Today the Church throughout the world celebrates the great and ancient feast of the Epiphany of the Lord. Whereas the feast of the Nativity became dominant in the Latin Church, the Epiphany still takes precedence in the Orthodox Churches. Indeed, it had been the original feast of the Word Incarnate even in Rome, but gradually, over time and especially across the Alps, the birthday of Christ, rather than the manifestation of the Word of God in human flesh to all peoples, came to the fore.
You may recall how the recreation in a cave outside of Greccio, in the early 13th Century, of the scene of Christ’s birth by St. Francis of Assisi laid the foundation for our custom of the Christmas creche.
Despite that, in Latin America, as in Spain, Portugal and Southern Italy, Epiphany with its pageantry of the Three Kings, is still celebrated with more pomp and brio than Christmas. The imagery of St. Matthew’s account of the Magi’s pilgrimage still compels Catholic imagination.
The magi, however, are not kings but wise men, astrologers who study the movement of the stars; they may have been sorcerers or magicians. It’s the symbolic gifts that they offer which led to the idea that they were royal and the gifts that settled their number as three (St. Matthew does not say how many they were). During the era of the Crusades, with the rise of monarchy as a force to be dealt with, they were not only recognized as kings but Cologne Cathedral claimed to have their relics, magnificently enshrined. That reliquary is venerated to this day and the feast day–now memorial–of the Three Kings is still on the liturgical calendar for the diocese of Cologne.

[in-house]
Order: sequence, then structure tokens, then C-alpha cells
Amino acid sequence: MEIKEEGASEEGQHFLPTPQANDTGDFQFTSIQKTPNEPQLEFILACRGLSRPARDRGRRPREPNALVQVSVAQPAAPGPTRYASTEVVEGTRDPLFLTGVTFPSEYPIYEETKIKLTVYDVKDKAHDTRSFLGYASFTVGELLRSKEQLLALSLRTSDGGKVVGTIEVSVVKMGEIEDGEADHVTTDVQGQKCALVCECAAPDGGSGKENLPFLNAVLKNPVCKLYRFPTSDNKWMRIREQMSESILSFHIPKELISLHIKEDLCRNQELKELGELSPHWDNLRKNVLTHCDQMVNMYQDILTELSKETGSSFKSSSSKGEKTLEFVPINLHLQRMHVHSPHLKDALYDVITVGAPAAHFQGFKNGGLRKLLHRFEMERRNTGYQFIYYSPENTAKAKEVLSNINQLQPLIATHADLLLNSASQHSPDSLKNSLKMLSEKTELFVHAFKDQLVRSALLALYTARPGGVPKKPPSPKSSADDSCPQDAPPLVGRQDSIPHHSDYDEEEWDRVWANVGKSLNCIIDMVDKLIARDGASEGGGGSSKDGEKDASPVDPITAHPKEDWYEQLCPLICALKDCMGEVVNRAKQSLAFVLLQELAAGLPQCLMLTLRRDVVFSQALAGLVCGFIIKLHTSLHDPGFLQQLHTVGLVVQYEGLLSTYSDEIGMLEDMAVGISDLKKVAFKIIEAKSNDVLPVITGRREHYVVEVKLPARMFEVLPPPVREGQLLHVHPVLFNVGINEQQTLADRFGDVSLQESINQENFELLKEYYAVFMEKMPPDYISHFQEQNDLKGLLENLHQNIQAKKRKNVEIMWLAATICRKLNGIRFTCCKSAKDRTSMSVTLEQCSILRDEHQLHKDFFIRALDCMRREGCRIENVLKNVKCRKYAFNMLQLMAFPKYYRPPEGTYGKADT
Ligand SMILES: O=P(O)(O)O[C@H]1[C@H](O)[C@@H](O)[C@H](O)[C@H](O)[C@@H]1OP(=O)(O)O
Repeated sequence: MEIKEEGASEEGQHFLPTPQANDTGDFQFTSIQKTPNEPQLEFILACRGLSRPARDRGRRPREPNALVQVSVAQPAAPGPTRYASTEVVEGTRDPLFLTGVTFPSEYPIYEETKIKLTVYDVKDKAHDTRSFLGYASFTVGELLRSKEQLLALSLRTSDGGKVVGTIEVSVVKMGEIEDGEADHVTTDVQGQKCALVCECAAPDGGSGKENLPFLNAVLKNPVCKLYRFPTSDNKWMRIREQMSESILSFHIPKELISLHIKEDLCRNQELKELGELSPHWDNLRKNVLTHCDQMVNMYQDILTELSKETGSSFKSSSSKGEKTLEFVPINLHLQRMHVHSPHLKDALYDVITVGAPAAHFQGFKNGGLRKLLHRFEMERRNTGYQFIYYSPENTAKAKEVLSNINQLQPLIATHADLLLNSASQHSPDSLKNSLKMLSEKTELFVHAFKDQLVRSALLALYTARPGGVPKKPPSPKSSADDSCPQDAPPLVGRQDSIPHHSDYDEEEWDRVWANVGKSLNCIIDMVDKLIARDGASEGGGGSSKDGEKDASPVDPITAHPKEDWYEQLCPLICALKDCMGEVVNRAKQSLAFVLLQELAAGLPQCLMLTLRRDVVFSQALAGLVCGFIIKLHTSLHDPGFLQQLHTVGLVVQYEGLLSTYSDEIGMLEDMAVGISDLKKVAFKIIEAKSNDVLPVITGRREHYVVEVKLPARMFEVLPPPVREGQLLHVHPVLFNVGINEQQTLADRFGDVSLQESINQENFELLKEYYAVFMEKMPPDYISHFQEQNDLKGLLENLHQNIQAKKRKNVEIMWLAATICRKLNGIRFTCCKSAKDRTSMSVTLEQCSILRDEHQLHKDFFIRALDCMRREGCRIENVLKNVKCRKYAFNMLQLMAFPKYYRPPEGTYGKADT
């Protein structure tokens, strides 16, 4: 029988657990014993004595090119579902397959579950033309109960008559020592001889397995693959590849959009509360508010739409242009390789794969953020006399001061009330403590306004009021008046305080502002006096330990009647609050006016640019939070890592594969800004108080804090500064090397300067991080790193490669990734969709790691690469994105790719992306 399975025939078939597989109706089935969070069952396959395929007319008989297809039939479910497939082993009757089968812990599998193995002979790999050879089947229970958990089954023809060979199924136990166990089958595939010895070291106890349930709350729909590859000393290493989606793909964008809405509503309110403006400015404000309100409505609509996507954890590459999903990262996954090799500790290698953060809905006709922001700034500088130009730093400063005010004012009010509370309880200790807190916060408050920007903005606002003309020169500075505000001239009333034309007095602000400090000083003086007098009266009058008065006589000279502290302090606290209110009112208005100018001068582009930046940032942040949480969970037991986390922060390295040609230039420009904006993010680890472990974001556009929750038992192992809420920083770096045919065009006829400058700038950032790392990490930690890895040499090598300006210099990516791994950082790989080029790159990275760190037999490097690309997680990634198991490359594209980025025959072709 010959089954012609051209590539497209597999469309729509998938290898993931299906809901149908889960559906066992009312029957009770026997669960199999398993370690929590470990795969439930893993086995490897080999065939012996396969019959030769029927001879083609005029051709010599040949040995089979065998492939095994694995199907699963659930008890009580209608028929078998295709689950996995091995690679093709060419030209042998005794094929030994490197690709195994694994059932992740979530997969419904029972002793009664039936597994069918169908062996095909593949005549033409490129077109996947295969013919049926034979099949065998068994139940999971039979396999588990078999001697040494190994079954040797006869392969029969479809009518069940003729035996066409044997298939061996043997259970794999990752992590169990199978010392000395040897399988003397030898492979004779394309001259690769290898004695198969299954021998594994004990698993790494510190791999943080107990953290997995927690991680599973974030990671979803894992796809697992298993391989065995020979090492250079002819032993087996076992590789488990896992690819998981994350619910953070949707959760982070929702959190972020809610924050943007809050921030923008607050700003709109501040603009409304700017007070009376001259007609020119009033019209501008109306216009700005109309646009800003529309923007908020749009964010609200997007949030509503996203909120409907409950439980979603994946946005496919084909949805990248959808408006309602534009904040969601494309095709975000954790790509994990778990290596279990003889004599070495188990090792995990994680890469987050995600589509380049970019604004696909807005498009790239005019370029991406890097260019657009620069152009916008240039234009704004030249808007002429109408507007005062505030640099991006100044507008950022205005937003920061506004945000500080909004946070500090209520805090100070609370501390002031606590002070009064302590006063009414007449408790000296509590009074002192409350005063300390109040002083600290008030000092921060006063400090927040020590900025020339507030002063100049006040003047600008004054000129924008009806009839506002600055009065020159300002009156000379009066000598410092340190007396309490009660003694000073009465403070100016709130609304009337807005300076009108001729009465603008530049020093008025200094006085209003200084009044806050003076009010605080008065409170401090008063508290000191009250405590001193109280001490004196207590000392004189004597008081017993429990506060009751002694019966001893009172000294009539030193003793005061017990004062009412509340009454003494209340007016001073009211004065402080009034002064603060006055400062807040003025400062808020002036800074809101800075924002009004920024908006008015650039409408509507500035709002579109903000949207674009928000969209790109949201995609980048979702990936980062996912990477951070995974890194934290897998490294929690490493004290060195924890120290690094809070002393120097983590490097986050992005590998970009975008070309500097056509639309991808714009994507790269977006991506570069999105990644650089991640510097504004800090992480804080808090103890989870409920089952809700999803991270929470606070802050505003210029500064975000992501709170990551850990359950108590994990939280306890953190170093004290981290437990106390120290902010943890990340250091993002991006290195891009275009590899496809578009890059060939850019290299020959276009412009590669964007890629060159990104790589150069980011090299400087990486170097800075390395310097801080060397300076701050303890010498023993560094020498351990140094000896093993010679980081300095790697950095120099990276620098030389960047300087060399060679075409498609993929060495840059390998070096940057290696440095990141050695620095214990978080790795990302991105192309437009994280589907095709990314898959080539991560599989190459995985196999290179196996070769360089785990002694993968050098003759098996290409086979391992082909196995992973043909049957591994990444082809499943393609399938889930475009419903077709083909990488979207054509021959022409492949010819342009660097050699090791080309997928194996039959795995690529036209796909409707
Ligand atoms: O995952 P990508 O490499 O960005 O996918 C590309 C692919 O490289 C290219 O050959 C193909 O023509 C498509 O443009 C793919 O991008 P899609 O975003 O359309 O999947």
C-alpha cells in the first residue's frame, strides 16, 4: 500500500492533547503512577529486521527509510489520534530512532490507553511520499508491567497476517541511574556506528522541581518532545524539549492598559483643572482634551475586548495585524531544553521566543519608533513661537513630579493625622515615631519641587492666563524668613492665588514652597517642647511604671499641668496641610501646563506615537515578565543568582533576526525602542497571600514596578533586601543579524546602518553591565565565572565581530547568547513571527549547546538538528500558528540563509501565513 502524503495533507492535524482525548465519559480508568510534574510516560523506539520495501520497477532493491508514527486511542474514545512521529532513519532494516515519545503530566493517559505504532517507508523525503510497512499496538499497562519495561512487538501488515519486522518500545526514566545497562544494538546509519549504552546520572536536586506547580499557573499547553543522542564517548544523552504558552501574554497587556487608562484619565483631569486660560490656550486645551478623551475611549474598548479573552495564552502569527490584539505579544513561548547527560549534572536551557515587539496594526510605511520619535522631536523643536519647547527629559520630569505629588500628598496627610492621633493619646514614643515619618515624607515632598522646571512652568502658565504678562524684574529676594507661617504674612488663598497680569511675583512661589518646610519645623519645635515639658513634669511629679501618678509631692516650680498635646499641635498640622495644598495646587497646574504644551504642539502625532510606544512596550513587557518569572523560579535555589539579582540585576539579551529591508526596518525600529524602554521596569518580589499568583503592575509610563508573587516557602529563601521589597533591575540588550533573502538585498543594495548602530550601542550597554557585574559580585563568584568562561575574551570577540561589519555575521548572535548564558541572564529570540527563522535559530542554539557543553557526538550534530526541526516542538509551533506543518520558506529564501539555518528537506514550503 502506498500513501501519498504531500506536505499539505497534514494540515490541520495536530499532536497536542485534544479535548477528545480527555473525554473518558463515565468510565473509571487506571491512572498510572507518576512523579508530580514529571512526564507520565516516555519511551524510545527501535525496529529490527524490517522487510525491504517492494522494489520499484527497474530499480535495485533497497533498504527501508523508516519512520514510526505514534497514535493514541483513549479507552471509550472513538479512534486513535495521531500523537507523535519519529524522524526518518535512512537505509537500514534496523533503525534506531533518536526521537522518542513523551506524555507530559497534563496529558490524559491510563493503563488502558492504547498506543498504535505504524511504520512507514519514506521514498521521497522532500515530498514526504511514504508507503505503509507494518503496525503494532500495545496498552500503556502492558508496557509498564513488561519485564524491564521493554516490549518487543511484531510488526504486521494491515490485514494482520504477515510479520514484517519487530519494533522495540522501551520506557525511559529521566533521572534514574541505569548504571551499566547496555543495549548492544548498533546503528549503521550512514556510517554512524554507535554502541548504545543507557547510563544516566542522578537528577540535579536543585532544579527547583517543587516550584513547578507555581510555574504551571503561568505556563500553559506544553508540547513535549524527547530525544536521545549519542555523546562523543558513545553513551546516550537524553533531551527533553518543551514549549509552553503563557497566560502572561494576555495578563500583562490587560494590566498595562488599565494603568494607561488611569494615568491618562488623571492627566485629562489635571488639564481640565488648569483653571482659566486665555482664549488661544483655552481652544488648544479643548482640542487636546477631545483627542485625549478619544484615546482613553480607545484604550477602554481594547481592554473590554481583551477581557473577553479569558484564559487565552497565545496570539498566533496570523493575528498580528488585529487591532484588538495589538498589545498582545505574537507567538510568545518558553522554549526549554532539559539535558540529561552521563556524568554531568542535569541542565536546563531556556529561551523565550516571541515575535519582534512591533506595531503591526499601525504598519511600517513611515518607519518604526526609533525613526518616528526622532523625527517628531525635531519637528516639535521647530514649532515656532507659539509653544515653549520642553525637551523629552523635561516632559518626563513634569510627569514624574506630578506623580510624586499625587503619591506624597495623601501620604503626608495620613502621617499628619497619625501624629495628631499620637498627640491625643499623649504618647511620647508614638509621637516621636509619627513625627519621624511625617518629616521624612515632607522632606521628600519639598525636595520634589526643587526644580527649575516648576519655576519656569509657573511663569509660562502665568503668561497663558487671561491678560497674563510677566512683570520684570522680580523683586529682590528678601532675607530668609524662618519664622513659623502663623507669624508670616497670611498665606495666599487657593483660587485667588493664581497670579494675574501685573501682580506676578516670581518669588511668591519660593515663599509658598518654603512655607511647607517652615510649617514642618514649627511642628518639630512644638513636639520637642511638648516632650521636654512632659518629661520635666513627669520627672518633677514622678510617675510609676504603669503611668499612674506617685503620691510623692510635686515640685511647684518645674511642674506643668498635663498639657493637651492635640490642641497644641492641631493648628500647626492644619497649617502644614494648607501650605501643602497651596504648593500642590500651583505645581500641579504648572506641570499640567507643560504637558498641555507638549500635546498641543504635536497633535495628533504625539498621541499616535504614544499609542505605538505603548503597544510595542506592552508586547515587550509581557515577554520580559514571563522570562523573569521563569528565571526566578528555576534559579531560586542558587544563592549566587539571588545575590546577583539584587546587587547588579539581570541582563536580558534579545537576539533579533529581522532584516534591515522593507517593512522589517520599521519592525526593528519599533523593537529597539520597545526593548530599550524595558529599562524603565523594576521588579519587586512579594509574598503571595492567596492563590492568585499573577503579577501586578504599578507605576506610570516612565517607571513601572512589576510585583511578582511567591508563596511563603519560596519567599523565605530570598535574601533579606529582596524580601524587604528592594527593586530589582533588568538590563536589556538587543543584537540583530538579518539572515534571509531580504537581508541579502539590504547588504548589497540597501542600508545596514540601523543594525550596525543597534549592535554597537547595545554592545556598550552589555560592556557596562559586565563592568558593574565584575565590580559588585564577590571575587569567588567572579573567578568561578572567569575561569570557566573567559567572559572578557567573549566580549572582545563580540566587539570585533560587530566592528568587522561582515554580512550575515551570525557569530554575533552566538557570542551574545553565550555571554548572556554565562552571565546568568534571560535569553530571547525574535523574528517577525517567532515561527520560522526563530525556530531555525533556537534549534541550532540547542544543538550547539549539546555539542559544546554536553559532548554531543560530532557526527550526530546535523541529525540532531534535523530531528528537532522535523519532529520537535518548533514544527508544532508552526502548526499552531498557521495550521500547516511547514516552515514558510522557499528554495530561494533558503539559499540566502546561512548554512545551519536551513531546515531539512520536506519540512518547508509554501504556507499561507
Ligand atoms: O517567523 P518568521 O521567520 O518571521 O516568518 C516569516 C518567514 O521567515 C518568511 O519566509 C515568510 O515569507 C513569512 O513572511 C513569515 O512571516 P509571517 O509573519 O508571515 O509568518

Cutting through all that, the fundamental message is that they are pagans, not members of the Chosen People; yet God has spoken to them, despite their state of ritual impurity outside the precepts and covenant given to Moses. It is bold for the Evangelist Matthew, a Jewish sage himself, to present these idolaters , these uncircumsized wizards, before the One whom the prophets foretold would save God’s people. In Matthew’s Gospel, his own people ignore the birth of Christ. Herod, a very marginal Jewish convert, would try to destroy him, attempting to consolidate his tenuous hold on the Jewish people and his own simulated Jewishness. Ironically, it is these pagans who offer the homage that his own people do not. The child is taken from Israel to Egypt for his safety. This is a powerful message from the Evangelist to the descendants of Abraham for whom he composed his Gospel; it is a shocking rebuke.
Do not continue to harden your hearts, St. Matthew says in effect, to the Messiah who has come, even as the pagans seek him out. As we appreciate now, so much of what Matthew addresses to the Jewish establishment in his Gospel is addressed to the Christian community for whom he wrote. In other words, he is addressing the readers and listeners of his Gospel. He is addressing us. The Solemnity of the Epiphany is a rebuke to us today. Does our world follow the lead of the Magi or the complacent officials in Jerusalem?